By: Kebba AF Touray
The Nurses and Midwives Council of the Gambia (GNMC) have graduated from ages of analogue system to a modern digital system, issuing Biometric License to their members at the School of Nursing and Midwifery in Banjul.
This year’s theme for International Nurses Day is; ‘Nursing the World to Health.”
The move aims to promote competence in line with ECOWAS and WHO best practice in their work, as the council gears up for the International day for Nurses and Midwives, slated for today 12 May 2020.
The move as the council stated, aims to promote competence as stipulated in ECOWAS and World Health Organization’s guidelines on best practices.
Lamin Suwareh, Chairman of the GNMC said the council began training of nurses and midwives in 1965, most of whom comprise nurses and midwives in the country.
He said “The introduction of digital licence, aims to emulate best practices and the council has succeeded in training nurses and midwives with competent professional development, to enable members operate in line with international best standards in nursing and midwifery”.
Mafugi Bojang, Registrar of the Council said The Gambia Nurses and Midwives Council is mandated by the Nurses and Midwives Act 1989 of The Gambia to regulate training and the practices of nurses in the country.
He said: “The license reduce the frequent burden of yearly renewals by our professionals. It will avail Council and Secretariat staff time to concentrate on other new developments. It is more portable, presentable, precise, and durable and more cost effective”.
He cited lack of mobility, non-review of the NMC Act and loss of land allocated to them without replacement and lack of subvention in 2019 as some of the challenges confronting them in their operations.
Bojang recommended more exam scrutiny, provision of exam materials, as well for the council to liaise with international regulatory bodies in conducting licensure examinations, to ensure that the members are certified in line with best standards.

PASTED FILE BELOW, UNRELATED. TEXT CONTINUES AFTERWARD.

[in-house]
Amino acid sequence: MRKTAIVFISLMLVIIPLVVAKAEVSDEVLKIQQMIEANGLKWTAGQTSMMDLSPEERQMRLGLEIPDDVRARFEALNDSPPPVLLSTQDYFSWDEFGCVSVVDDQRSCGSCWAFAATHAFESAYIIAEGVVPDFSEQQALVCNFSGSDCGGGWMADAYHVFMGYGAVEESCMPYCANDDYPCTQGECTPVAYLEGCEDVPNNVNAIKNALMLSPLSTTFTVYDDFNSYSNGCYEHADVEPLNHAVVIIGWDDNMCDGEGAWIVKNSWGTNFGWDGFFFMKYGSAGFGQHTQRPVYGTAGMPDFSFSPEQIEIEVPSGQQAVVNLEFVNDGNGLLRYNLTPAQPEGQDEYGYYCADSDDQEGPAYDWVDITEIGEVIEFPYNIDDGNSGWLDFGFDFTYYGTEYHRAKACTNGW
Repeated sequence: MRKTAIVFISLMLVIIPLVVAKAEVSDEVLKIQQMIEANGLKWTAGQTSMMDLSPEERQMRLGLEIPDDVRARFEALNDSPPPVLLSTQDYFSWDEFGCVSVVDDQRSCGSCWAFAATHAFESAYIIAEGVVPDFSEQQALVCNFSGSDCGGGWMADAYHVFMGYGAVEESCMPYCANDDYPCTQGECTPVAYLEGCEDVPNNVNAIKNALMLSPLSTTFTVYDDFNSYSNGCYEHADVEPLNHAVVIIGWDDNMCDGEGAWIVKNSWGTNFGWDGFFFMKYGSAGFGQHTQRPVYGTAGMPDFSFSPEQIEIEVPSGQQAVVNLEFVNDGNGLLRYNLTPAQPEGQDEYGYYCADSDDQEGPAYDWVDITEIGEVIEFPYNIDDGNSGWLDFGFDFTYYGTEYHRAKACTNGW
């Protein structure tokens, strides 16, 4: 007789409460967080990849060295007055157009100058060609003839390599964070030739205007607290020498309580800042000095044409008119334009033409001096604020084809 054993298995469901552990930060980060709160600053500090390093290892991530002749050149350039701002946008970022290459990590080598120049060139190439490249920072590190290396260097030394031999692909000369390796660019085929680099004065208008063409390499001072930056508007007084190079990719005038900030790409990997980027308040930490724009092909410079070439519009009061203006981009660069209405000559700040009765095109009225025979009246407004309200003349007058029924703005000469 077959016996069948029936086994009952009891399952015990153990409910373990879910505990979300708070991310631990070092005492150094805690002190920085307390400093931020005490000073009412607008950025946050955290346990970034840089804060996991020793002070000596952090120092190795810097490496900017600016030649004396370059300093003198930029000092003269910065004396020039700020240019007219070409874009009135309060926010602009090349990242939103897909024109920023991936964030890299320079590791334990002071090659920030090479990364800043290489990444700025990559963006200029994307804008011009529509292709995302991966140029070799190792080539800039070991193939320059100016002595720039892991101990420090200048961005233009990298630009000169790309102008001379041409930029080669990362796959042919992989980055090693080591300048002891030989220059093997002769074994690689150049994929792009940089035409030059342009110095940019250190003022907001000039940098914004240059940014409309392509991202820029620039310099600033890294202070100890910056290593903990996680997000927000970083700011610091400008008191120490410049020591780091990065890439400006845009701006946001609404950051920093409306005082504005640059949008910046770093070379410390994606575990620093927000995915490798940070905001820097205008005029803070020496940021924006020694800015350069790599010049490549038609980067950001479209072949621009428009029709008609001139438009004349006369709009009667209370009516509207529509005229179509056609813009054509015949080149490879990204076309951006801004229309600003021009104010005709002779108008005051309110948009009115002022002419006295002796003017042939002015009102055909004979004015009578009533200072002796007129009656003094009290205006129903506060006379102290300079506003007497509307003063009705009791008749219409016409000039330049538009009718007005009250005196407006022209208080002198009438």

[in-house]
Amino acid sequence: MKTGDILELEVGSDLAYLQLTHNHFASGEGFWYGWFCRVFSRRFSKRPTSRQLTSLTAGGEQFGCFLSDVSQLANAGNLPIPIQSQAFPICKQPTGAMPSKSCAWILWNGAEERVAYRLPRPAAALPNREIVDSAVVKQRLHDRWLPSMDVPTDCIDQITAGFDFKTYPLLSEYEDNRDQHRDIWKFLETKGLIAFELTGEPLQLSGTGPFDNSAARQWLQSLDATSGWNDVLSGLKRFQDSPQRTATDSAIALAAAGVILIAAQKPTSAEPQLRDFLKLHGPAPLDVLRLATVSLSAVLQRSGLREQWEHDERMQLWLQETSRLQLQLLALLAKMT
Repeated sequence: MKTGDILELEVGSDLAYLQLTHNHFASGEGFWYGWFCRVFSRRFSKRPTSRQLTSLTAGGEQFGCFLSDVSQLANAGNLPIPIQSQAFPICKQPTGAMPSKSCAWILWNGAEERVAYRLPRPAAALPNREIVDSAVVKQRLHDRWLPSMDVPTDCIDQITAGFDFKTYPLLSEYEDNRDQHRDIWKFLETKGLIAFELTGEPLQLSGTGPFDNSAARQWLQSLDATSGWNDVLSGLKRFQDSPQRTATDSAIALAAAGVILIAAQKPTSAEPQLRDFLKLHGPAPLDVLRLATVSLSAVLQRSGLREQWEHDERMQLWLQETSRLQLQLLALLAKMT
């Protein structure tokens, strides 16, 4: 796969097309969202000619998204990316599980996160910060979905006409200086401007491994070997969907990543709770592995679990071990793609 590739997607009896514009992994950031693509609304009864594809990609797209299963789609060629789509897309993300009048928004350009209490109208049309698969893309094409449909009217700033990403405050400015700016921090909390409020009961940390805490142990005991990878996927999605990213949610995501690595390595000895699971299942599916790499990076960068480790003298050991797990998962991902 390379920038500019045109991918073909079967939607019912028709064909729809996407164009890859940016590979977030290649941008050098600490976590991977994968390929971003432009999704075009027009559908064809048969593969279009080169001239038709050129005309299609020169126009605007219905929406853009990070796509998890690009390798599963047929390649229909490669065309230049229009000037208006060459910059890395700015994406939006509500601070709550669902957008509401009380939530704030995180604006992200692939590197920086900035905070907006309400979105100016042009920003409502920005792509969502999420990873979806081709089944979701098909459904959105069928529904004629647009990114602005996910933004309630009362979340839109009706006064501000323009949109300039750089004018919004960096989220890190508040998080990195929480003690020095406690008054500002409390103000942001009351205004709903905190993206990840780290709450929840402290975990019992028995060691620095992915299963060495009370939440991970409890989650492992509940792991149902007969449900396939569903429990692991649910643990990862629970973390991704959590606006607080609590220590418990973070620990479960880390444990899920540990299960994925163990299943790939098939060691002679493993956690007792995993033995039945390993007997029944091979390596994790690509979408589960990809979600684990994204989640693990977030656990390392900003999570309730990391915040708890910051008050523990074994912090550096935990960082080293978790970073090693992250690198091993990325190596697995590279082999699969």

Yusupha Sanyang, President National Association of Gambian Nurses and Midwives, said the international day of Nurses and Midwives, aims to honour nurses as people who give their support to people during their difficult times.
While reminding the health ministry of the importance to introduce health insurance for health personnel, he also urged that the health staff be empowered with access to free treatment in government health facilities as well as provide accommodation for rural health workers in the facilities.
Health Minister, Amadou Lamin Samateh, said the idea of nursing and midwifery was difficult to comprehend in the 90s, but in the 21st century, professionals have seen the need to re-orient and adjust themselves to new roles and functions as members of a professional body that is well regulated.
He urged the nurses and midwives to take their responsibilities aggressively as stipulated in the Nurses and Midwives Act, while acknowledging that the Council is a regulatory body for the professionals to standardize registration and licensing by introducing licensure examination for all new registrations in 2019.